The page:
Kelowna planning manager considers cannabis clinics risky business

Kelowna planning manager considers cannabis clinics risky business

Businesses may not be able to rezone once pot is legalized

Kelowna’s community manager is calling a new cannabis clinic’s operation “risky” as plans to rezone into a recreational dispensary once pot is legalized may not be possible.

A Compass Cannabis Clinic opened at the Turtle Bay Plaza in Lake Country last month and last week in Kelowna at 2090 Harvey Ave.

The medical access centres are not currently dispensaries, said marketing director Krista Lusted. They connect patients with doctors to get prescriptions, then patients with cannabis producers to get access to cannabis products. The marijuana is then mailed to a patient’s homes.

Doctors are available on-site and through Skype interviews to prescribe medical marijuana.

Related: Pot shops closing; Kelowna moves forward under new rules

When recreational marijuana is legalized, which the federal government is aiming to do by August, clinics will change into dispensaries if the business licencing in the city allows, said Lusted.

“If we’re not able to get a licence to operate, then it would stay a medicinal clinic,” she said.

Kelowna community planning manager Ryan Smith, says it’s risky for the cannabis business to operate this way as there is no guarantee it will pass zoning law requirements to become a recreational dispensary once federal laws are changed.

“Their location might be too close to parks or schools,” said Smith.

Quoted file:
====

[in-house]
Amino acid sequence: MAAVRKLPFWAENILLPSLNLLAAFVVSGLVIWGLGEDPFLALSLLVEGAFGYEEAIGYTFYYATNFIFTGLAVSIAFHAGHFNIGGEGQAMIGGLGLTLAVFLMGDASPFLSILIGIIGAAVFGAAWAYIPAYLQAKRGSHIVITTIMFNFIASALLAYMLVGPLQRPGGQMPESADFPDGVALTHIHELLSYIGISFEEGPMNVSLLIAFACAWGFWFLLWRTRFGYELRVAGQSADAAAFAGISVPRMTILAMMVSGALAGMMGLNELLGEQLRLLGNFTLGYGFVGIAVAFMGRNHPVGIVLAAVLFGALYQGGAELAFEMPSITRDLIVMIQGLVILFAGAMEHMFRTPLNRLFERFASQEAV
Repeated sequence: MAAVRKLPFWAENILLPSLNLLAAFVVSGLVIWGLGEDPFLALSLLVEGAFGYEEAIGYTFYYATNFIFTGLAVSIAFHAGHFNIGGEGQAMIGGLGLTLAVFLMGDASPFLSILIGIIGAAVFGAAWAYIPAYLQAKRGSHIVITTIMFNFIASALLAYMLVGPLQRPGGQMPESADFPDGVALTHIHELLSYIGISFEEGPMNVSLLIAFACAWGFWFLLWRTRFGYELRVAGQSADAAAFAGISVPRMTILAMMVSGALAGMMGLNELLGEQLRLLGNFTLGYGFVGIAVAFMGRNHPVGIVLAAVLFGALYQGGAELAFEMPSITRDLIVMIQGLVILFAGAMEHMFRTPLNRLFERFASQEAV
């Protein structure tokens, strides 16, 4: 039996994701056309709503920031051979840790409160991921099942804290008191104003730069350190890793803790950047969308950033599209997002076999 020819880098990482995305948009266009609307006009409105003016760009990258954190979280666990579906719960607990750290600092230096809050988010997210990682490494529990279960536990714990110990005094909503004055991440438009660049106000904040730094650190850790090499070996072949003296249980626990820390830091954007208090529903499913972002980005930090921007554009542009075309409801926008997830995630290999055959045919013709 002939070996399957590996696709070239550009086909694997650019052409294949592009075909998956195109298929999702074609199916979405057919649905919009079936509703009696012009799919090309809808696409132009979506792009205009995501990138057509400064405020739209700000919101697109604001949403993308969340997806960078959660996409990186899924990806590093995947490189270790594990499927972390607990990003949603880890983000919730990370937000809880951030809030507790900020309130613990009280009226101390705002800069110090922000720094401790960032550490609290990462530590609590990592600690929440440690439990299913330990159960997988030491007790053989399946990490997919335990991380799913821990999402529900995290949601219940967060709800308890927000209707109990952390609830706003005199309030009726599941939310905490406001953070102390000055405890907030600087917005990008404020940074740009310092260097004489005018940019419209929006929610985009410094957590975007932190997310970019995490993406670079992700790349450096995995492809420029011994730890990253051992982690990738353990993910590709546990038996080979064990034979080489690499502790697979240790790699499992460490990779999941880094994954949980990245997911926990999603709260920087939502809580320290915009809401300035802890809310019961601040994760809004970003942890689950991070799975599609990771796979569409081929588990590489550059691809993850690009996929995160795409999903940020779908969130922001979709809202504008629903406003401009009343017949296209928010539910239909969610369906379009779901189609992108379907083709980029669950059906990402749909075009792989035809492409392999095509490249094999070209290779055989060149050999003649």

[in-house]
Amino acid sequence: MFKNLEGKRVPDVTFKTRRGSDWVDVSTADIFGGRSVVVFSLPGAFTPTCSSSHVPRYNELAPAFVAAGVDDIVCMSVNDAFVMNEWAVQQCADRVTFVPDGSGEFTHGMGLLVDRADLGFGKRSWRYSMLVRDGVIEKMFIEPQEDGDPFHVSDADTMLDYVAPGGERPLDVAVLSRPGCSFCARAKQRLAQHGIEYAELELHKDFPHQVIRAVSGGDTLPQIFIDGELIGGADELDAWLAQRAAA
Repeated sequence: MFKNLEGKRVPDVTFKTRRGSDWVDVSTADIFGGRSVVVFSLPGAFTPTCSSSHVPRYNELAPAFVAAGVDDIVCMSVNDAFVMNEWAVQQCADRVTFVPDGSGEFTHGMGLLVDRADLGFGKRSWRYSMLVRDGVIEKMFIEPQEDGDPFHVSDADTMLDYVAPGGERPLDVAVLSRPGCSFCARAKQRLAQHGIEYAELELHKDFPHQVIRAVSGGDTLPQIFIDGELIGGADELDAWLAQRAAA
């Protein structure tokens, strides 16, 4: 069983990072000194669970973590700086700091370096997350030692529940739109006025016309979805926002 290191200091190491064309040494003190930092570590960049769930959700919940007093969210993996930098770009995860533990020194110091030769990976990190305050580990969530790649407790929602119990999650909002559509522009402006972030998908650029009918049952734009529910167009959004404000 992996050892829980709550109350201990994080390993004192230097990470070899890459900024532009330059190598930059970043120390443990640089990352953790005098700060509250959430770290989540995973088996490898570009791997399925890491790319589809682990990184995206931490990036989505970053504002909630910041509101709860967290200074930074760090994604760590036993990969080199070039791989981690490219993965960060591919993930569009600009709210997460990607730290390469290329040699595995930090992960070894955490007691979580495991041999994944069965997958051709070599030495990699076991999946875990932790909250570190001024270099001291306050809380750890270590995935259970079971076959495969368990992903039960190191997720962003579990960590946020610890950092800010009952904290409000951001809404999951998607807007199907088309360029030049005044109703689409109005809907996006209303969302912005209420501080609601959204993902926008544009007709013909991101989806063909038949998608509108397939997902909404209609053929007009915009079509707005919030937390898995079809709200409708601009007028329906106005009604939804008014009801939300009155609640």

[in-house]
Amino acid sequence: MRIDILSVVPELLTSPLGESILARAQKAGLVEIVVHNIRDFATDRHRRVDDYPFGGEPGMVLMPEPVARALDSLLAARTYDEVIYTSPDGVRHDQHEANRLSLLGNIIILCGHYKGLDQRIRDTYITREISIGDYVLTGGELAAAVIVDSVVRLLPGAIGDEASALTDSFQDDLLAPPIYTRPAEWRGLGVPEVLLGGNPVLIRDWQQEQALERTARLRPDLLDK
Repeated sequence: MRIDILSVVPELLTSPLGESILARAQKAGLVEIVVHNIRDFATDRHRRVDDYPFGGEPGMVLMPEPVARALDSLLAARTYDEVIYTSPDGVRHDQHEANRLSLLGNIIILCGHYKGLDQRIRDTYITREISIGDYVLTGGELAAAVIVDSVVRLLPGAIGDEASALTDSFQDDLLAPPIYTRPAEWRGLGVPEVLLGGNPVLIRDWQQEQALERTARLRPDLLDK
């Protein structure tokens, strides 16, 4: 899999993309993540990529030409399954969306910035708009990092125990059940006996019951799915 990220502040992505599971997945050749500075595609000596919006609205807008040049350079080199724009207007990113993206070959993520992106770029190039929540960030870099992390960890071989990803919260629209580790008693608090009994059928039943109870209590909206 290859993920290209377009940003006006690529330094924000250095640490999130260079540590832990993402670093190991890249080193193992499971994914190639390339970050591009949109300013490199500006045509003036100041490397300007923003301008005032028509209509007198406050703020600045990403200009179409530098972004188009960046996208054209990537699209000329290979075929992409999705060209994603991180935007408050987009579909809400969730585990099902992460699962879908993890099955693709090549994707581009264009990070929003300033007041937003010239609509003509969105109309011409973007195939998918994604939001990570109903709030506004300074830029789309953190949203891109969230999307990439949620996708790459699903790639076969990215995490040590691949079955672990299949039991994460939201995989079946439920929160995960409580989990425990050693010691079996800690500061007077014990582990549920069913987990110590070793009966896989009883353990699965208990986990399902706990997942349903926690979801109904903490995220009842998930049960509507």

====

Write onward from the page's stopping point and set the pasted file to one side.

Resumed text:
Medical production of marijuana is currently permitted in Lake Country and Kelowna industrial zones, but not the sale of it.

“My understanding is that this is being adhered to and respected,” said Jaime McEwan, District of Lake Country community development manager.

Compass Cannabis Clinic is the only cannabis shop in Lake Country. The district will be considering zoning bylaw changes in spring and into the summer, “which may change how the district permits and regulates cannabis production and sale. Any changes the district makes will really only be effectual once and if the federal government legalizes the product(s) and the Province of B.C. finalizes its regulations,” said McEwan.

On the City of Kelowna’s website, it says a webpage will be available to the public next week outlining current regulations and a draft of the new regulations.

The city currently has draft regulations it will present to business associations and the Chamber of Commerce, before reporting to council with recommendations.

Compass Cannabis Clinics have 39 locations in B.C., according to a clinic news release.

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carli.berry@kelownacapnews.com

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